Try These Lean Summer Reads
By: Lean Leaper | May 29, 2019
Columns
Summer is upon us and as you lean learners prepare for some decidedly non-value added time in your schedule, consider any number of these books for your summer reading. More »
The Remarkable Chief Engineer
By: John Y. Shook | May 22, 2019
Columns
How can a system in which "we are all connected and no one is in charge" support purposeful and productive work? Toyota's famed Chief Engineer system has much to offer in this regard. John Shook explores how the leadership styles of, and ways of working by, the CE might provide something of a roadmap for all of us. More »
Why We Believe A Strong Customer Focus Is Needed To Drive A Lean Strategy
By: Lean Sensei Women | May 10, 2019
Columns
Is there any principle more core to the heart of lean than relentlessly focusing on the customer? In this collection of thoughts on the topic, seven lean sensei women explore how and why customer focus is at the heart of lean strategy. More »
The Ingredients of Lean
By: Steve Brenneman | April 12, 2019
Columns
Lean practitioner Steve Brenneman finds shared values in his Mennonite faith and his lean practice: a strong set of values like community over individual, thriftiness over sloppiness, doing more with less, honing of skills through seeking out the knowledge of others. He shares illustrations of this in both classic Mennonite cookbooks and TWI instructions. More »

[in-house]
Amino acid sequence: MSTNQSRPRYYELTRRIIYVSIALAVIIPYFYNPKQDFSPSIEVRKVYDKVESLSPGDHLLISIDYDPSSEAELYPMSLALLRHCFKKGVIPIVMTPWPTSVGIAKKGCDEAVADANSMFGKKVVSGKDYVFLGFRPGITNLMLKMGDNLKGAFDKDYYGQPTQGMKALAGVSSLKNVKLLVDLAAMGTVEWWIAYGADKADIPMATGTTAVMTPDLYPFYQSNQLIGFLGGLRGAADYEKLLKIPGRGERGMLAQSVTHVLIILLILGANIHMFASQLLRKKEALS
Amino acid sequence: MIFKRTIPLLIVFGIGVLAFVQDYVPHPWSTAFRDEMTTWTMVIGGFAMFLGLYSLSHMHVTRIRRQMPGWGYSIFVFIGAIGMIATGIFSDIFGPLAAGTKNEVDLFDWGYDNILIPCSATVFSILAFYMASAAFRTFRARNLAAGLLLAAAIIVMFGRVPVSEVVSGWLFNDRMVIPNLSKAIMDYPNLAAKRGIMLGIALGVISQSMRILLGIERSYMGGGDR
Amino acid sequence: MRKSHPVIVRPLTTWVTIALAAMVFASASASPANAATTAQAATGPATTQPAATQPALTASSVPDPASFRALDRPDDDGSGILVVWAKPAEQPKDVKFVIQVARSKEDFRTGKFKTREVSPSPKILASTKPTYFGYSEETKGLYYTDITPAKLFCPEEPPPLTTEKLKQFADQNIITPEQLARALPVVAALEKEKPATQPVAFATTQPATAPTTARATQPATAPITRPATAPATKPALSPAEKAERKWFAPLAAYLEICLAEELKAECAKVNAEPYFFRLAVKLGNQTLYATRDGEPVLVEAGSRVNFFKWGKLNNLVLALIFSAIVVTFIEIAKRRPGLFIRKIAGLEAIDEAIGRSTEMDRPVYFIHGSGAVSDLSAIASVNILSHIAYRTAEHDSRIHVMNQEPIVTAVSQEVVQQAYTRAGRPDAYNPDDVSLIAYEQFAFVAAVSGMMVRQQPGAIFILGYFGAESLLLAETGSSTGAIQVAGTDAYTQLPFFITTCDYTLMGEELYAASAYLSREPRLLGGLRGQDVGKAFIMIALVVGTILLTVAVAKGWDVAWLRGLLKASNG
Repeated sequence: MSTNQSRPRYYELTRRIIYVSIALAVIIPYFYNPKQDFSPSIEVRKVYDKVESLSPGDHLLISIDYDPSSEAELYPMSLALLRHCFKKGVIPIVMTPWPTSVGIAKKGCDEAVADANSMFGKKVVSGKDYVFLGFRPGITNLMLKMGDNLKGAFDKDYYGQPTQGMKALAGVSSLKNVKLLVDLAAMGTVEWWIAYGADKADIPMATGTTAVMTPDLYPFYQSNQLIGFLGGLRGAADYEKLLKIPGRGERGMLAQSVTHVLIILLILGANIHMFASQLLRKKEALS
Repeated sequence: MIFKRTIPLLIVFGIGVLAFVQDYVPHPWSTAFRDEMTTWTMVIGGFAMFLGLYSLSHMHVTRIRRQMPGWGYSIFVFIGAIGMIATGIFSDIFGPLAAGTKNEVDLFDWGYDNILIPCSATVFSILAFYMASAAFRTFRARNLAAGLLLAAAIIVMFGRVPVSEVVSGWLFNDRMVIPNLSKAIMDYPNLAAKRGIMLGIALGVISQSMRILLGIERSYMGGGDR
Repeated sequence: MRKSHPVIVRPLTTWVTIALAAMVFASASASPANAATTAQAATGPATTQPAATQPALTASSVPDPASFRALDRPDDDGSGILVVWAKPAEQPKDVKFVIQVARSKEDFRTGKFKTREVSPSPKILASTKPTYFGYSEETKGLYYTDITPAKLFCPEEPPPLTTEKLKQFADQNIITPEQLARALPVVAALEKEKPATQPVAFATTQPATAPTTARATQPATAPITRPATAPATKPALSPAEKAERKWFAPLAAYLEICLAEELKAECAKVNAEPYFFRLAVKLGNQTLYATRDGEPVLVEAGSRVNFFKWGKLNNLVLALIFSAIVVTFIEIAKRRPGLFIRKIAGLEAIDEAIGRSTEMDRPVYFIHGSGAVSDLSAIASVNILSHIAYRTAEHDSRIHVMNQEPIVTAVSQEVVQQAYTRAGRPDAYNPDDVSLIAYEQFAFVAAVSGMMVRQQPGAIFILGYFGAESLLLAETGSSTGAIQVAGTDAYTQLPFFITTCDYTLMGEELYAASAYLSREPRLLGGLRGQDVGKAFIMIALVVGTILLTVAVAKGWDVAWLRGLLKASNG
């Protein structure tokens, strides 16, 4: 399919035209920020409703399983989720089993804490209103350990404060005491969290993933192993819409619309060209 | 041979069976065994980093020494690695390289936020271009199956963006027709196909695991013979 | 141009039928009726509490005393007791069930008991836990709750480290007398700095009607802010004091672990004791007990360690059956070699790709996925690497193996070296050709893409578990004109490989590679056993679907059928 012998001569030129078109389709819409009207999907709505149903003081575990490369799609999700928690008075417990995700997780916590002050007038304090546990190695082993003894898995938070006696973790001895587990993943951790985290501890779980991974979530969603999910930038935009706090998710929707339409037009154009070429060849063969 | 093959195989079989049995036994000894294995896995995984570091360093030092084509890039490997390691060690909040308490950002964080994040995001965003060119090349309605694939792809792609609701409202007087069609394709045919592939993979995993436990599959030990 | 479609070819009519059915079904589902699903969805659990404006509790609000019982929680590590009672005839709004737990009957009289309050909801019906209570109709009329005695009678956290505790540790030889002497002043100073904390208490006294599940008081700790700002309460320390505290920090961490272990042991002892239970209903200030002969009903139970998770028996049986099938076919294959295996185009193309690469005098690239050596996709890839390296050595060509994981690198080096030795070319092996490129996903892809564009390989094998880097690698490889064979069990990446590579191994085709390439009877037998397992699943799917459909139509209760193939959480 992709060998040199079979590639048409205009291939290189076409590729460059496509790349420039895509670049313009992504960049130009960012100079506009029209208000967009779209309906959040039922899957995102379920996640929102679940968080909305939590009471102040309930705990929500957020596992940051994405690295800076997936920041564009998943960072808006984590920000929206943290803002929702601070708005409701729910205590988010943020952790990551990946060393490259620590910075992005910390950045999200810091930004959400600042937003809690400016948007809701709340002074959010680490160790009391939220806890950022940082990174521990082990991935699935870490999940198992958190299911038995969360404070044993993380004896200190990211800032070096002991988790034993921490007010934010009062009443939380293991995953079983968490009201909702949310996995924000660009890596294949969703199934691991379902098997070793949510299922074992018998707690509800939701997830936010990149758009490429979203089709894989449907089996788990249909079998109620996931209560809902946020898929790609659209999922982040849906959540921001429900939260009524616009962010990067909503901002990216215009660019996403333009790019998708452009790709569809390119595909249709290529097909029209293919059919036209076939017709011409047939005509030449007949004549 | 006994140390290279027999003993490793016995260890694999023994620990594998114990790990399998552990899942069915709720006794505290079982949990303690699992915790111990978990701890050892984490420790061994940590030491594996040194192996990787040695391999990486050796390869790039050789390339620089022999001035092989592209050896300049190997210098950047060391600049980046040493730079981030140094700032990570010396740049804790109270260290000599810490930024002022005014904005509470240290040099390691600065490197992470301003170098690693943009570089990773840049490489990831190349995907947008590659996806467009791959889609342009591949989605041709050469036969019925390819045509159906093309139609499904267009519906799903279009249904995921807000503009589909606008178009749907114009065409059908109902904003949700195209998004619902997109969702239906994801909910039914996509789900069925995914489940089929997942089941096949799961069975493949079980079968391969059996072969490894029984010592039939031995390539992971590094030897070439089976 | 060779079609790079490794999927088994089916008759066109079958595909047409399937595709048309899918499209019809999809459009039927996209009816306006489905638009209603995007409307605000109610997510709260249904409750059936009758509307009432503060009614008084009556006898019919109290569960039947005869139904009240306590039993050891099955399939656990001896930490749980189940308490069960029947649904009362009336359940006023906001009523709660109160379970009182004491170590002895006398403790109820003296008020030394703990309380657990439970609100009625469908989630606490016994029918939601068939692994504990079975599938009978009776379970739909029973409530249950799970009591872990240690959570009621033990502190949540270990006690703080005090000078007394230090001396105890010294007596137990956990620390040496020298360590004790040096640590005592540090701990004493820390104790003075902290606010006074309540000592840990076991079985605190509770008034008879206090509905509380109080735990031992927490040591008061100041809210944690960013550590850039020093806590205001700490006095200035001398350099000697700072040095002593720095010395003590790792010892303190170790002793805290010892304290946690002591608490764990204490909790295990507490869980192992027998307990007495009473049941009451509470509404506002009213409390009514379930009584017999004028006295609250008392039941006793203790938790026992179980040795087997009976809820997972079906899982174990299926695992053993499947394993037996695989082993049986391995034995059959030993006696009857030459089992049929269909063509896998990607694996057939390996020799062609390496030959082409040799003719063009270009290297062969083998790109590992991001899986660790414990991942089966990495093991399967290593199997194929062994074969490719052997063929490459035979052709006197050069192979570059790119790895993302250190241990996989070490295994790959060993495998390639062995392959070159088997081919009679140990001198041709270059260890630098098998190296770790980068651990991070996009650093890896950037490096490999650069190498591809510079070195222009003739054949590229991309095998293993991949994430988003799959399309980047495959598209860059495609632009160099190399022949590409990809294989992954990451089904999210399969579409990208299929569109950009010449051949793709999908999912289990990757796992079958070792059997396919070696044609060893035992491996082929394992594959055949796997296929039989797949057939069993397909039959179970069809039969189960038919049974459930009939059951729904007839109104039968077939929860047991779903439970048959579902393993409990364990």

The Lean Sensei
By: Michael Balle, Nicolas Chartier, et. al. | April 12, 2019
Books
The Lean Sensei provides both a conceptual and hands-on toolkit for developing lean leaders—and becoming one yourself. It will challenge you to reflect on how you coach; share mindful questions that improve your awareness of what to look for; and keep both you and your students focused on the signs, symptoms, and syndromes that can slow your lean success. More »
What Do Managers Do?
By: Matthew Savas | April 10, 2019
Columns
After walking the gemba with sensei Hideshi Yokoi, Matt Savas learned three basic agreements between workers and management, and shared his discovery that a production analysis board is a figurative and literal social contract that binds management and workers together. More »
Getting Home
By: Liz McCartney and Zack Rosenburg | March 22, 2019
Books